Scripture also informs us that life was made possible through Christ, the second Member of the Trinity. (John 1:1-18, Col. 1:15-23, I John 1:1-6) This is offensive to Judaism, but isn't it interesting that the Torah begins with the assertion by God in Genesis, "Let Us make man in Our image." (Gen. 1:26) Jews reply, "God was referring to Himself and angels." Yet Genesis says that God made man in His image, not the image of angels. (Gen. 1:27)
David also refers to this plurality of the Deity when he says, "The Lord said to my Lord, 'Sit at my right hand until I make Thine enemies a footstool for Thy feet." (Ps. 110:1, Matt. 22:44)
Judaism, of course, asserts that a loving God without Christ is quite capable of creating life and redeeming all who come to Him in faith and obedience to His law.
This causes us to ask: Why is the Trinity necessary to our existence and salvation?
Simple. If rebellion is to exist in the presence of a holy God, and not be destroyed, then Someone of tremendous authority must take responsibility for it by being punished in its stead. There must be a Sinbearer - a Reconciler to a holy God. Scripture tells us Jesus performed this role, dying for us that all who repent and trust in Him might not be destroyed. (Rom. 3:19-26; I John 2:2; I John 4:10)
Scripture also says that all who are predestined to be saved are drawn to Christ by the third member of the Trinity, the Holy Spirit. (John 6:44)
To more fully understand the need for Christ and the Holy Spirit, I must explain something about the nature of the human soul. In the Psalms David affirms that, being eternal and mysteriously free, our souls are "gods." He says, "You are all gods, and all of you are sons of the Most High; nevertheless, you will die like men." (Ps. 82:7) Christ confirmed this when the Pharisees accused Him of blasphemy when forgiving sin. He replied, "Has it not been written in your law, 'I said, You are gods'?" (John 10:34) Of course, we are not God, the only true God, eternally pre-existent, with all His creative power and attributes. Although we can become one with Him in spirit and be "married" to Christ as His spiritual bride, we will never literally become a part of God. But He has given us, in His image, at least three of His divine empowerments: We have a conscience, we exist forever, and we have a perfectly free will.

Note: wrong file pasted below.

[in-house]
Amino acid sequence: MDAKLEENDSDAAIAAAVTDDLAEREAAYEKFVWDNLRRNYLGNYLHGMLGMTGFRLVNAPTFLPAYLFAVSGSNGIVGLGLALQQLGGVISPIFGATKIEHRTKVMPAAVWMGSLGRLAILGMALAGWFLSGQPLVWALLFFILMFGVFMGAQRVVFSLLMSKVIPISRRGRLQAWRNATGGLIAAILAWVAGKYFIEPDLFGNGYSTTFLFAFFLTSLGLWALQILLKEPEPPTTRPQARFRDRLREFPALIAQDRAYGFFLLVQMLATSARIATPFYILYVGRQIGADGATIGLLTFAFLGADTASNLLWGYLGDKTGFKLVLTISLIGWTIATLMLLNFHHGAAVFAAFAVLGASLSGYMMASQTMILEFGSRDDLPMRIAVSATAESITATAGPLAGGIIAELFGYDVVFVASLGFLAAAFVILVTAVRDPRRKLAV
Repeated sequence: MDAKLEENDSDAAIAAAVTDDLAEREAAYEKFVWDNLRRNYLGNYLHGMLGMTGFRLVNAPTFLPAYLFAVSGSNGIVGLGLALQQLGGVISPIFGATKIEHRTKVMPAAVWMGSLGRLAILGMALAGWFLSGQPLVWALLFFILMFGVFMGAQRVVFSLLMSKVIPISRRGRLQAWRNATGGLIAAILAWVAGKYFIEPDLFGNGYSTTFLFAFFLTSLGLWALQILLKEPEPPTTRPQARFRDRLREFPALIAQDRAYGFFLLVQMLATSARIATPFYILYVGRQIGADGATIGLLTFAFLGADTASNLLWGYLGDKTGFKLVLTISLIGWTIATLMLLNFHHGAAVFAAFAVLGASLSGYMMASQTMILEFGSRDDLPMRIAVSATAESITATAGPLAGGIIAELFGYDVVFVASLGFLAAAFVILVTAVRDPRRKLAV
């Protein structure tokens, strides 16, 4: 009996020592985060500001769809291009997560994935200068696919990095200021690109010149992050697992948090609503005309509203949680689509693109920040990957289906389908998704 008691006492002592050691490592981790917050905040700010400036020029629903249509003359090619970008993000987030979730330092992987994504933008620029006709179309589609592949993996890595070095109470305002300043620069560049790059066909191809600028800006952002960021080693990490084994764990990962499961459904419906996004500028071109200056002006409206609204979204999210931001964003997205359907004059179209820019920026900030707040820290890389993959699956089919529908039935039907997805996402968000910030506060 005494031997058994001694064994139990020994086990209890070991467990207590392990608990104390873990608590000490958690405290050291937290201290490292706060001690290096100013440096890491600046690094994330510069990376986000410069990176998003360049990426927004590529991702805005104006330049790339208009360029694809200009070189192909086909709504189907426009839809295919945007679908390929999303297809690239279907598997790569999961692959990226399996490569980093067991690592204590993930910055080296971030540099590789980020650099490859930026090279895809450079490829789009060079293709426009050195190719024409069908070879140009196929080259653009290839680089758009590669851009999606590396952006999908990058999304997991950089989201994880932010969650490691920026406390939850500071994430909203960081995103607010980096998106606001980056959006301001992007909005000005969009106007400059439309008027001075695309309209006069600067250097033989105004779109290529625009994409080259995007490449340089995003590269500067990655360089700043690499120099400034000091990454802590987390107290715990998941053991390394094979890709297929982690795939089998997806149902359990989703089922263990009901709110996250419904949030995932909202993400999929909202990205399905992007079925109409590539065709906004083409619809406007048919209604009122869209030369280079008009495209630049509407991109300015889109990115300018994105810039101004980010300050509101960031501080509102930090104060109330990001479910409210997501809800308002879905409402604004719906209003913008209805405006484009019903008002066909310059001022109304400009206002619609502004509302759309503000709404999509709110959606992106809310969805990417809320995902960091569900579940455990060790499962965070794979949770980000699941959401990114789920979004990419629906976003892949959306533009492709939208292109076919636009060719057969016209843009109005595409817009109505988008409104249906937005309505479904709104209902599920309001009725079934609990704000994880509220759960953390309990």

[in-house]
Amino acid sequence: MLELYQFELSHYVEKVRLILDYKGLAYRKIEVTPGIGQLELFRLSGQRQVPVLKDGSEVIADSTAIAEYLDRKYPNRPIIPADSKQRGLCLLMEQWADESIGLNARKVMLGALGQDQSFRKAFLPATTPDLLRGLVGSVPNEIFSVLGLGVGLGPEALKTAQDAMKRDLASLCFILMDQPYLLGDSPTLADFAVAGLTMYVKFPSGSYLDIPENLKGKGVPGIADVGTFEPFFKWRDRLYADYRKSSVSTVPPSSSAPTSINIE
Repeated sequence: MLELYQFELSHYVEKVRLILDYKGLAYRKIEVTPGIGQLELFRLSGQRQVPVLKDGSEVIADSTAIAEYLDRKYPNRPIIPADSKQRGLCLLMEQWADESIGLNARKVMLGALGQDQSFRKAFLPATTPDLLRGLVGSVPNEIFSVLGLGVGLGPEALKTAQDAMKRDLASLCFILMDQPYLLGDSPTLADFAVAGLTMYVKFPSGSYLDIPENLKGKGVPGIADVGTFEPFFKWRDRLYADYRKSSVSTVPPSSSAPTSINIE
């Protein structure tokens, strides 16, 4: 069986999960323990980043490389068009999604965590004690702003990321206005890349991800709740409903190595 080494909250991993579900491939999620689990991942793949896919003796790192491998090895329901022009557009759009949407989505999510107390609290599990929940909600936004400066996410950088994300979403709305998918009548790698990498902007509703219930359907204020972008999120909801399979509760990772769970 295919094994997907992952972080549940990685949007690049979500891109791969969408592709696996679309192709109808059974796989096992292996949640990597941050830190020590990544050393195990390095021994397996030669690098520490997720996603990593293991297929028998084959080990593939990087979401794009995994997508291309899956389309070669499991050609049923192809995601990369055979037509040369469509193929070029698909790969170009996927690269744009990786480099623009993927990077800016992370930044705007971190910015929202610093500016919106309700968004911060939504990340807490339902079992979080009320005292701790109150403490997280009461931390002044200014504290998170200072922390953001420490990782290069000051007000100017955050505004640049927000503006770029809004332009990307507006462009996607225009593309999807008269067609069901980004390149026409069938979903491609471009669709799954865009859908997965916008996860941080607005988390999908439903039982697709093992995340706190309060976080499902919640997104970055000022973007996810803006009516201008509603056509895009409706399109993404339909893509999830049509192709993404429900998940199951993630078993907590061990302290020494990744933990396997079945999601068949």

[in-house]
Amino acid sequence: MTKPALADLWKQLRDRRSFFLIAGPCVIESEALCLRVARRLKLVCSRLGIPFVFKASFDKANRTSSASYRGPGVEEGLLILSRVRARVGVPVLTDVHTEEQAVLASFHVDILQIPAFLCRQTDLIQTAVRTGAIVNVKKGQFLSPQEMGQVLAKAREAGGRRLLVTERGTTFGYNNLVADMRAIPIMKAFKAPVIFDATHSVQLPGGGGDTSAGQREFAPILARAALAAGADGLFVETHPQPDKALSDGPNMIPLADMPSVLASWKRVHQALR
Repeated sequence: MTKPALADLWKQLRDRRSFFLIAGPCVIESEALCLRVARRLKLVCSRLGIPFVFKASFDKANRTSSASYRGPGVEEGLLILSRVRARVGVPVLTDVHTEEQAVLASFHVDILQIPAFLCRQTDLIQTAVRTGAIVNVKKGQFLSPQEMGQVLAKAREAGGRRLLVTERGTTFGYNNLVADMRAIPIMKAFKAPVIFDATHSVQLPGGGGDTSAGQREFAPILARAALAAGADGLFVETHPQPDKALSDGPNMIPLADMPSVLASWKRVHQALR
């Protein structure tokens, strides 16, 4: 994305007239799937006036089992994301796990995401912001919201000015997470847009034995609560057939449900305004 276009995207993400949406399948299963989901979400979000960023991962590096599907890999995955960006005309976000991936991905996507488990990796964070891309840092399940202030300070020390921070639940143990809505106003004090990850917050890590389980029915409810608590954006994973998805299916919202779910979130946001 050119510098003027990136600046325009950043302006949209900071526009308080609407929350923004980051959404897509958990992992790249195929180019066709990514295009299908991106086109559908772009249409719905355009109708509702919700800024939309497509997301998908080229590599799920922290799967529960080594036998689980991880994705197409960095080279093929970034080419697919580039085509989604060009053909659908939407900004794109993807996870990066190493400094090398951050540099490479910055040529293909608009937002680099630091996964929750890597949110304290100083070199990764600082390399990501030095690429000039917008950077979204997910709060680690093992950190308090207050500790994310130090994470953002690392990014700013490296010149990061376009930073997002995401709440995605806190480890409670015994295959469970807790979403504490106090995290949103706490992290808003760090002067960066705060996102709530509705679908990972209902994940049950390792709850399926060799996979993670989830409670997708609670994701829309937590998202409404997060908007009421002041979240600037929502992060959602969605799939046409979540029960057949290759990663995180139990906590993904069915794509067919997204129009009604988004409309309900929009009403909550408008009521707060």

Our soul is innocent as it comes to us from a holy God at the moment of conception. Yet, being made in the image of God, we, like Him, desire to exalt ourselves. We must come first. God is preeminently worthy of such exaltation because He is all truth, love, and virtue. We are not. We inherit His instinct to ascend but possess none of His worthiness or enlightenment.
Our desire to do our own will is so strong that if unrestrained we will come to an astonishing conclusion: "My guidance over my life is sufficient. I have no need of God." In other words, we make ourselves into idols. We worship and trust in ourselves. This produces all manner of conflict which we experience on earth, including divorce, murder, and war.
If God had made us to be irresistibly inclined toward rebellion and self-idolatry and provided no alternative, then no one could be saved. God would not have been just to condemn us to hell eternally. Instead, in His love Christ vowed from the very beginning that He would provide a way of escape by His death at Calvary. He would furnish a source of redemption stronger than the force within us that leads to sin. The Trinity thus agreed that all who would ever be saved from sin would be saved through the empowerment of Christ's blood shed on Calvary. (Heb. 9:22) He would bear the punishment of death for man's violation of God's law so that all who trust in Him could have forgiveness and eternal life.